From Russia’s invasion of Afghanistan in 1979 to Obama’s arming of Syrian “moderates” in 2014, the great powers of the world have missed the fundamental fact that nation-building requires several generations of political stability before it is known whether the grandchildren of the revolution will experience greater happiness and less oppression than life they will observe in other parts of the world. Part of the collapse of the Soviet system in Russia was a disillusioned younger generation who did not experience the freedom, wealth, music, and blue jeans they saw as they viewed their counterparts in the West.
The Arab Spring revealed similar youthful comparisons to life under economic freedom and development in the West. And, like the idealism of the Russian Revolution, it was followed without the creation of a government or culture capable of delivering the economic development and wealth creation in the West. For the most part, the political and cultural vacuum was filled by backward-looking Islamists, or rulers who demanded greater loyalty and fostered greater oppression.
The Tunisian revolution was unique in that the deposition of the dictator was followed by a coalition led by established domestic economic producers and human rights organizations. It did not take from the rich and give to the poor, undermining the economy. It did not accept the imposition of the values of one religious or ethnic group on all citizens. It was not an anarchy created by foreign disruption. There can be some hope for Tunisia because it reflects a transformation from what was to an improved and more humane society. It reflects a cultural consciousness more willing to respect the rights of all people than the previous system. The Nobel Peace Prize Committee can be lauded for recognizing the possibilities for greater peace and prosperity that the work of the Quartet brought to Tunisia.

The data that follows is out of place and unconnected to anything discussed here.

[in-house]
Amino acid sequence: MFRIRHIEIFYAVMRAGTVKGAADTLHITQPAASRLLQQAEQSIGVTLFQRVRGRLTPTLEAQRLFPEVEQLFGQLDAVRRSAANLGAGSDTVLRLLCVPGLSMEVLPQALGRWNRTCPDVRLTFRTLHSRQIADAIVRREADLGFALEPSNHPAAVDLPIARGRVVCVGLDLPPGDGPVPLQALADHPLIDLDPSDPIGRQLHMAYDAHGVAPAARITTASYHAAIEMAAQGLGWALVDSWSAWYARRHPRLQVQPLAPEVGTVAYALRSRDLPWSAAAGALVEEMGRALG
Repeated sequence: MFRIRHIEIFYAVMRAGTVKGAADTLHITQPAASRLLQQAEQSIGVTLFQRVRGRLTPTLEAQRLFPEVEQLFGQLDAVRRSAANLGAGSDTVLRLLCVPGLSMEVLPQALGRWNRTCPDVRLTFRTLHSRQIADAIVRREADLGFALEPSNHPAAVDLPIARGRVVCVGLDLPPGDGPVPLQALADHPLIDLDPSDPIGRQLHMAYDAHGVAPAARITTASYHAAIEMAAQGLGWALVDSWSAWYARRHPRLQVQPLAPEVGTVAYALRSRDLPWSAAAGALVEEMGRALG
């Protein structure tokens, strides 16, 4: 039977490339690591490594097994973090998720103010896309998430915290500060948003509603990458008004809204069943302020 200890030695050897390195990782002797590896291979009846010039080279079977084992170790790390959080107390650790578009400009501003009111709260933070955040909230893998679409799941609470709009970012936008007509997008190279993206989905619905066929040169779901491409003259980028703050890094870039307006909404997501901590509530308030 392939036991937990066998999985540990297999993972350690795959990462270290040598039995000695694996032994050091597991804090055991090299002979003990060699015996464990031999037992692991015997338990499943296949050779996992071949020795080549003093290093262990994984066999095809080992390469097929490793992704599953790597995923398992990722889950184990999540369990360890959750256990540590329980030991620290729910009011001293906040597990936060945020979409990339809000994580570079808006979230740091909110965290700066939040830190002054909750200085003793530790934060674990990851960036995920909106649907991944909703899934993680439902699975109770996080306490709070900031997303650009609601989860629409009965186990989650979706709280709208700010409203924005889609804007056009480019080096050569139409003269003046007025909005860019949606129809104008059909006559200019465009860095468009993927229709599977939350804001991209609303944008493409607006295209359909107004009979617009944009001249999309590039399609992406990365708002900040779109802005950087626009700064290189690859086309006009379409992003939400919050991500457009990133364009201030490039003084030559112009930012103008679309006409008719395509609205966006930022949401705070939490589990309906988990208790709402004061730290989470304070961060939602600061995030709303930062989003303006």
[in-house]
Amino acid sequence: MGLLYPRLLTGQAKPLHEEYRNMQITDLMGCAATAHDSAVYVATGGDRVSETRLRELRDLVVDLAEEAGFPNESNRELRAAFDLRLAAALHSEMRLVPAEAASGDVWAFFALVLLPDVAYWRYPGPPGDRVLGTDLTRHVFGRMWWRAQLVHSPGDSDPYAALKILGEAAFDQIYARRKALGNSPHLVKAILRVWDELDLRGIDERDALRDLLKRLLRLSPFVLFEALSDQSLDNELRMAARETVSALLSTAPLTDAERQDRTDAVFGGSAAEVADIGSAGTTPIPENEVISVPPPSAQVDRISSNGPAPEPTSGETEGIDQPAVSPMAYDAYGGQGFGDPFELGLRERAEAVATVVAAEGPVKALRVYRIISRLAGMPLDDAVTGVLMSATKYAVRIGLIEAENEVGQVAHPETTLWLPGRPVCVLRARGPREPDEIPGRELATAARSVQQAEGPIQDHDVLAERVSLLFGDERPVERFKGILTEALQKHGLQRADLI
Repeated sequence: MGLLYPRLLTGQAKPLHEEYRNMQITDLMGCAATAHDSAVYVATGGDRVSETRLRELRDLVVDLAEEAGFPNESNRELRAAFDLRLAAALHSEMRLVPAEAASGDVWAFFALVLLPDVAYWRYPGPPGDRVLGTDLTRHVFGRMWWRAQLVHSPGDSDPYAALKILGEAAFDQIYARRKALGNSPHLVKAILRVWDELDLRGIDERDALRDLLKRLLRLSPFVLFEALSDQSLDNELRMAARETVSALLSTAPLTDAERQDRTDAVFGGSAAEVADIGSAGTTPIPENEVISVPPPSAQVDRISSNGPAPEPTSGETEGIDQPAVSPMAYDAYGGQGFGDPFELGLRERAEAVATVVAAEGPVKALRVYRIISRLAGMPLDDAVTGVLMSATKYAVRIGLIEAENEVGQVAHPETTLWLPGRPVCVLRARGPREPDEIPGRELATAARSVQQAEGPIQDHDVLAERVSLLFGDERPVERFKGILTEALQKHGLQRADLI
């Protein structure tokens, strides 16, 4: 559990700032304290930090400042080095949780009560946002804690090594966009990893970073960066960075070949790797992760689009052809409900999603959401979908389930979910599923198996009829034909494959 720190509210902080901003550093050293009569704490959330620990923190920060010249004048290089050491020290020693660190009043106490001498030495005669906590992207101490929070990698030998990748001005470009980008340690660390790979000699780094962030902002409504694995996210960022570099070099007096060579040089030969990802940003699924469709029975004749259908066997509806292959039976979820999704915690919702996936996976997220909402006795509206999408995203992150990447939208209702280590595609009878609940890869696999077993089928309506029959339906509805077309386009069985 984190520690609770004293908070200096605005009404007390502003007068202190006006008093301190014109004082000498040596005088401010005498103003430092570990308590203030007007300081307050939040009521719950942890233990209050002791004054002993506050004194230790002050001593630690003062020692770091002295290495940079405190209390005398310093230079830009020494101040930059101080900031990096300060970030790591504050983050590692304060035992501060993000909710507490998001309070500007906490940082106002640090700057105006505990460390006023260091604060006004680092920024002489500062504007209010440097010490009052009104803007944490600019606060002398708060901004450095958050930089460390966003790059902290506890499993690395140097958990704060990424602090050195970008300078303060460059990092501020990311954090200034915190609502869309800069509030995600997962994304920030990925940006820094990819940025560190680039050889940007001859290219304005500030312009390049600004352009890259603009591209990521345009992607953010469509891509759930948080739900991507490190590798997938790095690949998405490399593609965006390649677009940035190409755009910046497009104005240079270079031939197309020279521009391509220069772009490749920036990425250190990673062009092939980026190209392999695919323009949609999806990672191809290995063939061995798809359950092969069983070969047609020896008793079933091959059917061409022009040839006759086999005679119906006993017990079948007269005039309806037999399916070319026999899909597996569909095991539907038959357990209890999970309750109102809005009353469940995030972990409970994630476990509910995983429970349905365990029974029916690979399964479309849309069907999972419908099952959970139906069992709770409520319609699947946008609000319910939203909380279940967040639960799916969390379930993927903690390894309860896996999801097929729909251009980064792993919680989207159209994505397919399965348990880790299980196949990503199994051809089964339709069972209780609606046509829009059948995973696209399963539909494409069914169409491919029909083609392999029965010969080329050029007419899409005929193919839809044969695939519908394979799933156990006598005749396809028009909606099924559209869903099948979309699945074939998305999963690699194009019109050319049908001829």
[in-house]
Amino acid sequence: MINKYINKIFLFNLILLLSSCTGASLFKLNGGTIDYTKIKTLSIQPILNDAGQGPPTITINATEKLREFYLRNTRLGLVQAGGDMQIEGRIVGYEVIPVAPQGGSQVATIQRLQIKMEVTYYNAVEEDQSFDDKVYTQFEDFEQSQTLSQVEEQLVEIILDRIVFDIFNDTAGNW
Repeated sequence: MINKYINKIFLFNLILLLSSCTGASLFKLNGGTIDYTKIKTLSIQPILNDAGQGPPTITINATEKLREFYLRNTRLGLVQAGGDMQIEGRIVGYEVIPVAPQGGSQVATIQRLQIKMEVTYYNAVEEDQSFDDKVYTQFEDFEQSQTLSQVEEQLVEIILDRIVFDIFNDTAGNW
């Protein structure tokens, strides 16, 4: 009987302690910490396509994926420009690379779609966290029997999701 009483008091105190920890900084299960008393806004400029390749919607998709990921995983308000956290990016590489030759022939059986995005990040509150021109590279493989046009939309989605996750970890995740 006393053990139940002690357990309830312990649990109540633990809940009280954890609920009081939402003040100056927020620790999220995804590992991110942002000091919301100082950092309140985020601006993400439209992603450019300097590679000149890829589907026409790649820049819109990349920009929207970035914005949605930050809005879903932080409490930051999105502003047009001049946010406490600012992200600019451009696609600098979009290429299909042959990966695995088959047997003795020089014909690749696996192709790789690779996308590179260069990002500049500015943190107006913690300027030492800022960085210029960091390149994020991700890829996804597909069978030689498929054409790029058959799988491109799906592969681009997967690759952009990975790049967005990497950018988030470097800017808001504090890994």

However, revolutions in the Middle East brought about with foreign meddling have had the opposite effect: oppression, increased violence, lawlessness, chaos, and failed states. Those revolutions have caused social instability that led to waves of hundreds of thousands of refugees fleeing their homelands. We did not see such massive flight from Afghanistan under Pres. Mohammad Daud Khan, from Libya under Muammar Gaddafi, from Iraq under Sadaam Hussein, or from a Syria under the protection of Bashar al-Assad, even though these regimes were oppressive and corrupt and operated like monarchies in the Middle Ages in Europe.
Today it is ironic that Russian President Vladimir Putin, whose regime descends from the revolution that threw out the Tsar, and Iran, whose regime stems from a revolution that deposed the Shah, would argue to prop up the type of regime that their ancestors fought to overthrow. This action seems to fly in the face of what both the communist revolution in Russia and the Islamic revolution in Iran stood for. Yet these countries are perhaps learned enough from their own revolutionary backgrounds to realize that a corrupt dictatorship can provide more security than a failed state. Russia and Iran have been forced to live next to the failed state in Afghanistan ever since the Russian invasion that led to the creation of the Taliban much like the attempts to oust Hussein in Iraq and Assad in Syria led to the creation of ISIS. Now these and other failed states are adding to the waves of refugees flooding to Europe from the Middle East.